How were the Oscar categories selected

Film industry: Genesis of the most coveted film award in the world

Los Angeles / Vienna. "We will advance the art of film and film technology by awarding prizes for outstanding individual achievements." The passage concealed in the statutes at the constituent meeting of the "Academy of Motion Picture Arts and Sciences" on May 11, 1927, which consisted of 36 founding members, is short but with serious consequences. And so the statues designed by Cedric Gibbons, Head of the Art Department at MGM, were awarded for the first time on May 16, 1929.

However, the event at that time was still a long way from the glamor of today's event. The winners had been known for months and some of the statues had already been picked up beforehand. There were also only a few stars and press representatives in the Blossom Room of the Hollywood Roosevelt Hotel. Douglas Fairbanks handled the award accordingly quickly: in the record time of four minutes 22 seconds. At that time, the small statue was not yet named Oscar, although it is a matter of dispute how the award got its title. The most common story is that Academy librarian and future director Margaret Herrick was reminded of her uncle Oscar. In any case, the Academy officially used the nickname for the first time in 1939.


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Entertainment and glamor

At that time the gold boy's success had already developed. Especially in turbulent economic times and during World War II, many Americans longed for entertainment and glamor. As early as the 1940s, winning an Oscar in one of the main categories meant additional income of one to two million dollars for a studio. Last but not least, the Oscar became a pawn: the economic pressure that the recession-ravaged studios exerted on the Academy in the 1930s and 40s is legendary. With the Oscar itself, however, you had to save during the world war. During this time only plaster statuettes were awarded that were exchanged for "real" Oscars after the end of the war.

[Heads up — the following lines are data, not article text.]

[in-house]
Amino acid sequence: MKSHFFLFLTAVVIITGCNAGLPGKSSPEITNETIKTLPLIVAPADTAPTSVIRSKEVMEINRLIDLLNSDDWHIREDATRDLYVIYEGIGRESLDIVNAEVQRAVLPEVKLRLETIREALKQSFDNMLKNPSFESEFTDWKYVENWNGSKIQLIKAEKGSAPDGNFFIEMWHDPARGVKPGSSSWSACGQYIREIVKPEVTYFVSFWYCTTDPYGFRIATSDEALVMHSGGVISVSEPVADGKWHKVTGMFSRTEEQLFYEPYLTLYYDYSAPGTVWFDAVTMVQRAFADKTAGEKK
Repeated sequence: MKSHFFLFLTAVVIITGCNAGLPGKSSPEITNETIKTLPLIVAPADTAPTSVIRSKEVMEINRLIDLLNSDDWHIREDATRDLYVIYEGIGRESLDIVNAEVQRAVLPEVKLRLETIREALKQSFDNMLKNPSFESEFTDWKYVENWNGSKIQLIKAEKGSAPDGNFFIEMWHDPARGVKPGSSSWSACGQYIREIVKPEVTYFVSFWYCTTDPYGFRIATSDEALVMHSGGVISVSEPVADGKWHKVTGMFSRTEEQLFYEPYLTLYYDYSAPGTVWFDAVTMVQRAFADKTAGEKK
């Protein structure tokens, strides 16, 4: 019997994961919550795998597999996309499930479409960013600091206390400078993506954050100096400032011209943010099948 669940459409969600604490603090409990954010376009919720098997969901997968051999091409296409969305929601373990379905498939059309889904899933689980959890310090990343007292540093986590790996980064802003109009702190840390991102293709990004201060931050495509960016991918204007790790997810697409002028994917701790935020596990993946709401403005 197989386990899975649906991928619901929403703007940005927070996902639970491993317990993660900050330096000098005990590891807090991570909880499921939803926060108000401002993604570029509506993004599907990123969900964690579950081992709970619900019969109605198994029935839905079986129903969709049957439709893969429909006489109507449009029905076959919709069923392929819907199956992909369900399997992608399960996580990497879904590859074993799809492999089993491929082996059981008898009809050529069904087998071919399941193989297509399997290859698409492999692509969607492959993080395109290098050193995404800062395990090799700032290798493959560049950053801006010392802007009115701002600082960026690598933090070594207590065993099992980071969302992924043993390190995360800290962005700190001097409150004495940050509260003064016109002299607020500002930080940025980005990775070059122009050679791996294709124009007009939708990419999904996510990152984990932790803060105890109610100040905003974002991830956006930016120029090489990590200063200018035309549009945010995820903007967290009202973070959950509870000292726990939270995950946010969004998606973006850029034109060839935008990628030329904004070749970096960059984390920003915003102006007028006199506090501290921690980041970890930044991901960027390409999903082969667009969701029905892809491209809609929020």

Although the studios had bitterly defended themselves against the emerging television competition for a long time, the first television broadcast of an Academy Awards in 1953 marked a milestone in television history: the show, hosted by the later US President Ronald Reagan, achieved the highest audience rating since TV Introduction. The organizers of the gala proved to be mostly reliable suppliers. This has only been postponed three times: in 1938 because of a flood disaster, in 1968 because of the murder of Martin Luther King and in 1981 because of the assassination attempt on President Ronald Reagan.

Politics and Oscar

The Oscar also came into the limelight politically: In the repressive years of McCarthy's time there were official blacklists of actors and directors branded as Communist who were not allowed to win an Oscar. The actors began to use their popularity to make political statements: improvised and planned political speeches on topics such as oppression of the indigenous people, the Vietnam War and Palestine shaped the Oscar nights as a mirror of the troubled political development in America.


That only changed when films like "Ghostbusters", "Indiana Jones" and "Beverly Hills Cop" heralded the triumph of commercial cinema in the 1980s. The Academy initially did not award the main Oscars to the masses, until in the 1990s box office successes and Oscar winners began to agree again: at the latest when "Titanic" equalized the Oscar record for "Ben Hur" (eleven Oscars in 1959) in 1997, the blockbuster cinema was become Oscar-worthy.
Trailer for the first film "Wings", which was awarded the title of best film.